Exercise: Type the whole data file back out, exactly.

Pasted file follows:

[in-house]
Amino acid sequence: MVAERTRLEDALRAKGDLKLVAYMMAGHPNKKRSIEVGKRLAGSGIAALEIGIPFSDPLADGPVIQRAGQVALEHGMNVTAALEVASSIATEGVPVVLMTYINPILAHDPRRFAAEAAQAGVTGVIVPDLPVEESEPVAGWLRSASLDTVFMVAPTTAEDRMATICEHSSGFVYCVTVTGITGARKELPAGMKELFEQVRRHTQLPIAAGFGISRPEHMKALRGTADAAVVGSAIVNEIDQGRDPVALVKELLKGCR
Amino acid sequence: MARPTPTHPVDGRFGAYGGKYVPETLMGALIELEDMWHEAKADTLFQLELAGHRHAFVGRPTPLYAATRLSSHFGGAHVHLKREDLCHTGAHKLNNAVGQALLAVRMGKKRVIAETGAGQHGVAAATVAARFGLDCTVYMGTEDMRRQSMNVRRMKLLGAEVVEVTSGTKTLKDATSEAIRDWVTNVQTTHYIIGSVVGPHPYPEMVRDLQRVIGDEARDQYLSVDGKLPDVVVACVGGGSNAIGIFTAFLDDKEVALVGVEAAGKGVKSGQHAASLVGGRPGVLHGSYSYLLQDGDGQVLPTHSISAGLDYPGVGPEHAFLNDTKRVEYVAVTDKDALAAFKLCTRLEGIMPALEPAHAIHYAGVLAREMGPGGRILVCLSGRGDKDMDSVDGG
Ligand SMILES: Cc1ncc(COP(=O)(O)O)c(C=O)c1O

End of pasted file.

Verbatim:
[in-house]
Amino acid sequence: MVAERTRLEDALRAKGDLKLVAYMMAGHPNKKRSIEVGKRLAGSGIAALEIGIPFSDPLADGPVIQRAGQVALEHGMNVTAALEVASSIATEGVPVVLMTYINPILAHDPRRFAAEAAQAGVTGVIVPDLPVEESEPVAGWLRSASLDTVFMVAPTTAEDRMATICEHSSGFVYCVTVTGITGARKELPAGMKELFEQVRRHTQLPIAAGFGISRPEHMKALRGTADAAVVGSAIVNEIDQGRDPVALVKELLKGCR
Amino acid sequence: MARPTPTHPVDGRFGAYGGKYVPETLMGALIELEDMWHEAKADTLFQLELAGHRHAFVGRPTPLYAATRLSSHFGGAHVHLKREDLCHTGAHKLNNAVGQALLAVRMGKKRVIAETGAGQHGVAAATVAARFGLDCTVYMGTEDMRRQSMNVRRMKLLGAEVVEVTSGTKTLKDATSEAIRDWVTNVQTTHYIIGSVVGPHPYPEMVRDLQRVIGDEARDQYLSVDGKLPDVVVACVGGGSNAIGIFTAFLDDKEVALVGVEAAGKGVKSGQHAASLVGGRPGVLHGSYSYLLQDGDGQVLPTHSISAGLDYPGVGPEHAFLNDTKRVEYVAVTDKDALAAFKLCTRLEGIMPALEPAHAIHYAGVLAREMGPGGRILVCLSGRGDKDMDSVDGG
Ligand SMILES: Cc1ncc(COP(=O)(O)O)c(C=O)c1O